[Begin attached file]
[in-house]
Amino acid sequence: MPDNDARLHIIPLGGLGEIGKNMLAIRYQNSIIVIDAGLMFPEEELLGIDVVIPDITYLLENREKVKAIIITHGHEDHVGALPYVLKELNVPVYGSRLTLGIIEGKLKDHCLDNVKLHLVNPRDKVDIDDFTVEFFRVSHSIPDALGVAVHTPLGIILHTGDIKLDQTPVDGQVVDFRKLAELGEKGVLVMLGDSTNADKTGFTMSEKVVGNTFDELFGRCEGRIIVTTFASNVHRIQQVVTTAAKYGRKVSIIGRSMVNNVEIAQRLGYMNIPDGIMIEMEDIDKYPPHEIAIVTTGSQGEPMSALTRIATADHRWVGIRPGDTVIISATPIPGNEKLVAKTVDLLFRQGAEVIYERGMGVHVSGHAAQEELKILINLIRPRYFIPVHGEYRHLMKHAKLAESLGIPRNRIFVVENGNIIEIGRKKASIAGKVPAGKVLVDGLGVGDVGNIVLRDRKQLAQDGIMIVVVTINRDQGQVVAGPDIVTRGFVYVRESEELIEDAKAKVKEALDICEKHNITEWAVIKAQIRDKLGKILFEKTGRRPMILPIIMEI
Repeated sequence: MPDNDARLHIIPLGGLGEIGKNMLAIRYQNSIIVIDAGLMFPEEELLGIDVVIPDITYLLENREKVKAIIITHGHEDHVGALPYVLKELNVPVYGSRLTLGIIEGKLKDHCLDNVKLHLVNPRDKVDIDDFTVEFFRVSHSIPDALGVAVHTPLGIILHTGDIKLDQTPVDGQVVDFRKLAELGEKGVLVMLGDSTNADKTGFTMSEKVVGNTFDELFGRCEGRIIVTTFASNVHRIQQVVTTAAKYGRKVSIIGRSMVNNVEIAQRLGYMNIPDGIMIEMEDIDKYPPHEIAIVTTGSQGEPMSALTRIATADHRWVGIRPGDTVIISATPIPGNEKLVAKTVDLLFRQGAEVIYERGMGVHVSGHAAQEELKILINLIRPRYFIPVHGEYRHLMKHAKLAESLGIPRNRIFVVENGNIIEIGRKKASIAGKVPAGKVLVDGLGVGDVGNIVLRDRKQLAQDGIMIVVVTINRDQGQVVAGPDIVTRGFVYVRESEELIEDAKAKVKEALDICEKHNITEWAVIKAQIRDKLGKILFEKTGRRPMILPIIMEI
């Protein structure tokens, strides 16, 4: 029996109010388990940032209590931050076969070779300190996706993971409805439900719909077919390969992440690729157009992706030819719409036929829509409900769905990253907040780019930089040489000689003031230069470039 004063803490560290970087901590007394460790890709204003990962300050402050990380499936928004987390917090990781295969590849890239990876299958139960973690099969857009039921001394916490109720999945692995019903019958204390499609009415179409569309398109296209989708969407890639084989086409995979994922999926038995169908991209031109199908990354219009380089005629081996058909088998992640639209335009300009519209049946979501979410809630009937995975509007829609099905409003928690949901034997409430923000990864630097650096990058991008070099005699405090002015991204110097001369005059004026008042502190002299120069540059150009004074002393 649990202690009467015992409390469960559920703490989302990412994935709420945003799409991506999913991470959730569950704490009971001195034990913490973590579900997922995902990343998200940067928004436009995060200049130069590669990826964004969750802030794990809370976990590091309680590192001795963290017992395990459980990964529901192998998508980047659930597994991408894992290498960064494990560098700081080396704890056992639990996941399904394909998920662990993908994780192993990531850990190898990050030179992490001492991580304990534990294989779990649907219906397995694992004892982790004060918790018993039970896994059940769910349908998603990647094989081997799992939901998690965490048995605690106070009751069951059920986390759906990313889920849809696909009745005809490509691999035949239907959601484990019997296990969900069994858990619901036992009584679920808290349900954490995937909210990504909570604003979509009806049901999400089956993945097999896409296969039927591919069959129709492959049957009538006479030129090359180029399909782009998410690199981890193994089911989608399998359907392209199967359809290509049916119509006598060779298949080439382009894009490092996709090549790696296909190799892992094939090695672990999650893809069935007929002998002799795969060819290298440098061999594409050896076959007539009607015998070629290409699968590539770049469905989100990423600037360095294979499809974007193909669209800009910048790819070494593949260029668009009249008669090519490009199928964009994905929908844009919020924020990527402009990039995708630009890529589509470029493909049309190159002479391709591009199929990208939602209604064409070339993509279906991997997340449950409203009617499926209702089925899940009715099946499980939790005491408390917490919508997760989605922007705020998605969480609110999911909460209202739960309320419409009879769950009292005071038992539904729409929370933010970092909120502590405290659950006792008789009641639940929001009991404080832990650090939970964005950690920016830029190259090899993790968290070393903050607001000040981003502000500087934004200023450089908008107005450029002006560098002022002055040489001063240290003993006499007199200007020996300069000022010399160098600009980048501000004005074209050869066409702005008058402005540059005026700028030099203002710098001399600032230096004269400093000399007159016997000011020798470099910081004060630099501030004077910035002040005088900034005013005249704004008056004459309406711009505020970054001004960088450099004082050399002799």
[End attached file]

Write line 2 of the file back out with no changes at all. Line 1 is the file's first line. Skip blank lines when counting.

Amino acid sequence: MPDNDARLHIIPLGGLGEIGKNMLAIRYQNSIIVIDAGLMFPEEELLGIDVVIPDITYLLENREKVKAIIITHGHEDHVGALPYVLKELNVPVYGSRLTLGIIEGKLKDHCLDNVKLHLVNPRDKVDIDDFTVEFFRVSHSIPDALGVAVHTPLGIILHTGDIKLDQTPVDGQVVDFRKLAELGEKGVLVMLGDSTNADKTGFTMSEKVVGNTFDELFGRCEGRIIVTTFASNVHRIQQVVTTAAKYGRKVSIIGRSMVNNVEIAQRLGYMNIPDGIMIEMEDIDKYPPHEIAIVTTGSQGEPMSALTRIATADHRWVGIRPGDTVIISATPIPGNEKLVAKTVDLLFRQGAEVIYERGMGVHVSGHAAQEELKILINLIRPRYFIPVHGEYRHLMKHAKLAESLGIPRNRIFVVENGNIIEIGRKKASIAGKVPAGKVLVDGLGVGDVGNIVLRDRKQLAQDGIMIVVVTINRDQGQVVAGPDIVTRGFVYVRESEELIEDAKAKVKEALDICEKHNITEWAVIKAQIRDKLGKILFEKTGRRPMILPIIMEI